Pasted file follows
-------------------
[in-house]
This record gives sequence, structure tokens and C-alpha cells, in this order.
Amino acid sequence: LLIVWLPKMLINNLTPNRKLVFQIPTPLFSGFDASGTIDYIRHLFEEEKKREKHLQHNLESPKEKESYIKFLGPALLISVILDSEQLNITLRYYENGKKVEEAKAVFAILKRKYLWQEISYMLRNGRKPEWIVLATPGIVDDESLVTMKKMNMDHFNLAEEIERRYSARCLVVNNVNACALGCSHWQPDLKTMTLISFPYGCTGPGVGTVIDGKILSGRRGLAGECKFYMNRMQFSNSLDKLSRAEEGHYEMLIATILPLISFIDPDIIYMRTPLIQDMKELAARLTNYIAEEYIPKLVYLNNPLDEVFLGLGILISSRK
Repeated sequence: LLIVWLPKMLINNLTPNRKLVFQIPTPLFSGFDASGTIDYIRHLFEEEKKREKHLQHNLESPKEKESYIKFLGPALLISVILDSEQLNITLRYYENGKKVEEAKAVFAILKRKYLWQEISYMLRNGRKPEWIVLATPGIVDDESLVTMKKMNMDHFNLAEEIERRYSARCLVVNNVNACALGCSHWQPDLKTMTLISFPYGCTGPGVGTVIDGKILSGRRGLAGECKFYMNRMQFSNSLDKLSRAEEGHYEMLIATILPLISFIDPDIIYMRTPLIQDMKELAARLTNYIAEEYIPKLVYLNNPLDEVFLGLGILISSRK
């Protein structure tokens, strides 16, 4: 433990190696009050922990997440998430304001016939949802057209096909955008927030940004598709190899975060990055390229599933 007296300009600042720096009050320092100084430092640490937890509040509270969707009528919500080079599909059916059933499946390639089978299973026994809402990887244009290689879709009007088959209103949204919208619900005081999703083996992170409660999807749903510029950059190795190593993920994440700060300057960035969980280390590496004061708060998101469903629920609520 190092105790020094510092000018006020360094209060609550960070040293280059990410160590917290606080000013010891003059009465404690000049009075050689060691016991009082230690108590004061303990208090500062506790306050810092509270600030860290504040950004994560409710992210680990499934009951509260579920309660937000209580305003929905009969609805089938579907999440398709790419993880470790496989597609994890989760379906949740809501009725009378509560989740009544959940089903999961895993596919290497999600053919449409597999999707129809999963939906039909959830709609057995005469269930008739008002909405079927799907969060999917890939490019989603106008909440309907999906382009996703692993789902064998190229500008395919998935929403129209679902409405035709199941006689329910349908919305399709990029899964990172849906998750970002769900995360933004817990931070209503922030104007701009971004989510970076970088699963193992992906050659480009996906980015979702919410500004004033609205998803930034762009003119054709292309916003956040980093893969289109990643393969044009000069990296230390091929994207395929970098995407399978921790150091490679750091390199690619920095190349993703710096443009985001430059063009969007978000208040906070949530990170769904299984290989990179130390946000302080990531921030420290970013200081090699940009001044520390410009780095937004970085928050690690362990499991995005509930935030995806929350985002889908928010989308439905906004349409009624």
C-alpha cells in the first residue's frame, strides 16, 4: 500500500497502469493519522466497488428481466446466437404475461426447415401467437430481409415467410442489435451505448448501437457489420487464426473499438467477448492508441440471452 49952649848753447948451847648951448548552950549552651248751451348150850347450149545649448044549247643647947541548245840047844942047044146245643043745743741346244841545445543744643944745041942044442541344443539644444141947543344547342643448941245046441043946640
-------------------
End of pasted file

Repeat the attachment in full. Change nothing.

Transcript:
[in-house]
This record gives sequence, structure tokens and C-alpha cells, in this order.
Amino acid sequence: LLIVWLPKMLINNLTPNRKLVFQIPTPLFSGFDASGTIDYIRHLFEEEKKREKHLQHNLESPKEKESYIKFLGPALLISVILDSEQLNITLRYYENGKKVEEAKAVFAILKRKYLWQEISYMLRNGRKPEWIVLATPGIVDDESLVTMKKMNMDHFNLAEEIERRYSARCLVVNNVNACALGCSHWQPDLKTMTLISFPYGCTGPGVGTVIDGKILSGRRGLAGECKFYMNRMQFSNSLDKLSRAEEGHYEMLIATILPLISFIDPDIIYMRTPLIQDMKELAARLTNYIAEEYIPKLVYLNNPLDEVFLGLGILISSRK
Repeated sequence: LLIVWLPKMLINNLTPNRKLVFQIPTPLFSGFDASGTIDYIRHLFEEEKKREKHLQHNLESPKEKESYIKFLGPALLISVILDSEQLNITLRYYENGKKVEEAKAVFAILKRKYLWQEISYMLRNGRKPEWIVLATPGIVDDESLVTMKKMNMDHFNLAEEIERRYSARCLVVNNVNACALGCSHWQPDLKTMTLISFPYGCTGPGVGTVIDGKILSGRRGLAGECKFYMNRMQFSNSLDKLSRAEEGHYEMLIATILPLISFIDPDIIYMRTPLIQDMKELAARLTNYIAEEYIPKLVYLNNPLDEVFLGLGILISSRK
């Protein structure tokens, strides 16, 4: 433990190696009050922990997440998430304001016939949802057209096909955008927030940004598709190899975060990055390229599933 007296300009600042720096009050320092100084430092640490937890509040509270969707009528919500080079599909059916059933499946390639089978299973026994809402990887244009290689879709009007088959209103949204919208619900005081999703083996992170409660999807749903510029950059190795190593993920994440700060300057960035969980280390590496004061708060998101469903629920609520 190092105790020094510092000018006020360094209060609550960070040293280059990410160590917290606080000013010891003059009465404690000049009075050689060691016991009082230690108590004061303990208090500062506790306050810092509270600030860290504040950004994560409710992210680990499934009951509260579920309660937000209580305003929905009969609805089938579907999440398709790419993880470790496989597609994890989760379906949740809501009725009378509560989740009544959940089903999961895993596919290497999600053919449409597999999707129809999963939906039909959830709609057995005469269930008739008002909405079927799907969060999917890939490019989603106008909440309907999906382009996703692993789902064998190229500008395919998935929403129209679902409405035709199941006689329910349908919305399709990029899964990172849906998750970002769900995360933004817990931070209503922030104007701009971004989510970076970088699963193992992906050659480009996906980015979702919410500004004033609205998803930034762009003119054709292309916003956040980093893969289109990643393969044009000069990296230390091929994207395929970098995407399978921790150091490679750091390199690619920095190349993703710096443009985001430059063009969007978000208040906070949530990170769904299984290989990179130390946000302080990531921030420290970013200081090699940009001044520390410009780095937004970085928050690690362990499991995005509930935030995806929350985002889908928010989308439905906004349409009624």
C-alpha cells in the first residue's frame, strides 16, 4: 500500500497502469493519522466497488428481466446466437404475461426447415401467437430481409415467410442489435451505448448501437457489420487464426473499438467477448492508441440471452 49952649848753447948451847648951448548552950549552651248751451348150850347450149545649448044549247643647947541548245840047844942047044146245643043745743741346244841545445543744643944745041942044442541344443539644444141947543344547342643448941245046441043946640